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Facts and Mysteries in Elementary Particle Physics Paperback – February 1, 2003

ISBN-13: 978-9812381491 ISBN-10: 981238149X Edition: 1st

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Product Details

  • Paperback: 350 pages
  • Publisher: World Scientific Publishing Company; 1 edition (February 2003)
  • Language: English
  • ISBN-10: 981238149X
  • ISBN-13: 978-9812381491
  • Product Dimensions: 0.7 x 5.9 x 9 inches
  • Shipping Weight: 1.4 pounds (View shipping rates and policies)
  • Average Customer Review: 4.4 out of 5 stars  See all reviews (20 customer reviews)
  • Amazon Best Sellers Rank: #342,722 in Books (See Top 100 in Books)

Editorial Reviews

Review

.,." readers, from the merely curious to the expert in the field of modern particle physics, should read this book ..."

Review

I greatly enjoyed finally reading a book that goes into the details I always wanted ... Veltman has the courage to try a deeper level about what we understand and what is simply fact ... Even if you have read books popularizing physics before, you have to read this one ... --This text refers to the Hardcover edition.

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Customer Reviews

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This is a fun physics book to read, and one I highly recommend.
Faramir556
Martinus Veltman has a rare gift - to have indepth knowledge of a complex subject, and be able to give the layman a plausible explanation of it.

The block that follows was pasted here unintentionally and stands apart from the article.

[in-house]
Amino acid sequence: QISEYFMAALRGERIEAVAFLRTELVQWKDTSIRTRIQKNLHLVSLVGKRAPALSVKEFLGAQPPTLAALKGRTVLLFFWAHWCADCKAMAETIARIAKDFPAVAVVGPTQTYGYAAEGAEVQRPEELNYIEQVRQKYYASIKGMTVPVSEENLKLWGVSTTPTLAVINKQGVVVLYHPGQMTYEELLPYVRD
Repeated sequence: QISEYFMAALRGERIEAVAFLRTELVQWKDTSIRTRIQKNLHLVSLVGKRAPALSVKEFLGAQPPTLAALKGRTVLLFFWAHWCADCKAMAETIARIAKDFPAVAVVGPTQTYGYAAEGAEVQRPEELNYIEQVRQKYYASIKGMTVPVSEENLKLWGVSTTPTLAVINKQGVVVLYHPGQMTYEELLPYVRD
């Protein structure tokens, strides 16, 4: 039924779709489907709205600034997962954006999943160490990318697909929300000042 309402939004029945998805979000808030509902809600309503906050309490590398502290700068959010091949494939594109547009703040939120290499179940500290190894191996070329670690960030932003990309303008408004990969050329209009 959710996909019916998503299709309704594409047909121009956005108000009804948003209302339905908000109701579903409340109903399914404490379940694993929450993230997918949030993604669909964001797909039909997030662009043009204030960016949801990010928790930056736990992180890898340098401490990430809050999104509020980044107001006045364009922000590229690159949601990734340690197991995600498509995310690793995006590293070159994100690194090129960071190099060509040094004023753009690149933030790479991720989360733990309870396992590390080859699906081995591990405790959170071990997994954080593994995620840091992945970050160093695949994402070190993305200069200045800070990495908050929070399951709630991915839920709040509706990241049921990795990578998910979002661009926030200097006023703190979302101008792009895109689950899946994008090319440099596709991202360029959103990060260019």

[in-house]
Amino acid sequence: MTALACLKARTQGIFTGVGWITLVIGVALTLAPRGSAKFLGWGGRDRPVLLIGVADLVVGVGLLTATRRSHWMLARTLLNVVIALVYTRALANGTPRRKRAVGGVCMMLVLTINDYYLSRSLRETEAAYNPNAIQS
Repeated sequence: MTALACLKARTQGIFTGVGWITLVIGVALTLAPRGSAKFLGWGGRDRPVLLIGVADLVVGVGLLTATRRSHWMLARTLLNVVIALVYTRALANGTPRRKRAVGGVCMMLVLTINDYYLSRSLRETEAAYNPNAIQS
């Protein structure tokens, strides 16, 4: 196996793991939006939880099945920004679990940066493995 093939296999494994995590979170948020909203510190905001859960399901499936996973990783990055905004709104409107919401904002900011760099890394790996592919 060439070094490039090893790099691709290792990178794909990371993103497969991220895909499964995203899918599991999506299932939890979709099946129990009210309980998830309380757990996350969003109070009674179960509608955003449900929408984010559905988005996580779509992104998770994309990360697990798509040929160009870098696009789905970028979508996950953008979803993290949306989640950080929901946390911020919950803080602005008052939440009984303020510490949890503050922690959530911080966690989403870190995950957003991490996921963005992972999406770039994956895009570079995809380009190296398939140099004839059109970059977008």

Neil Higgins
This is a well structured book which describes developments in modern physics in an in-depth and comprehensive way. .
BRIAN MACRORY

Most Helpful Customer Reviews

70 of 73 people found the following review helpful By Hubert J. Farnsworth on September 14, 2003
Format: Paperback
Veltman delivers the tale of phenomenological particle physics with enthusiasm and depth as one of its leading researchers. He attempts to cover the whole arena, from the complex behavior of quarks and gluons to the description of particle detectors. Woven throughout the book are small "vignettes" (his terminology for brief biographical sketches) of the many physicists, famous and not-so-famous, who contributed to the current understanding of our universe. He succeeds relatively well in his goal of explaining particle physics to the layman.
But don't look here for any coverage of the more esoteric and exotic ideas of theoretical physics like string theory. He unequivocally states,
"The fact is that this book is about physics, and this implies that the theoretical ideas discussed must be supported by experimental facts. Neither supersymmetry nor string theory satisfy this criterion. They are figments of the theoretical mind. To quote Pauli: They are not even wrong. They have no place here."
He is, of course, correct but I think he downplays the mathematically unifying power of string theory, for which experimental verification lies beyond today's technological reach and thus cannot be vindicated one way or the other. Mathematical beauty, while not a sure sign of physical truth, can at least serve as a powerful beacon for future physical insights.
Always the true scientist, Veltman should be praised for unapologetically declaring agnosticism if evidence for a theoretical idea isn't clear cut. For example, he writes several times that the neutrino is massless but will almost always parenthetically acknowledge that it might have a very small mass (which indeed it does, as experimental evidence of neutrino mixing has been since verified).
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28 of 29 people found the following review helpful By E. Uthman on September 26, 2004
Format: Paperback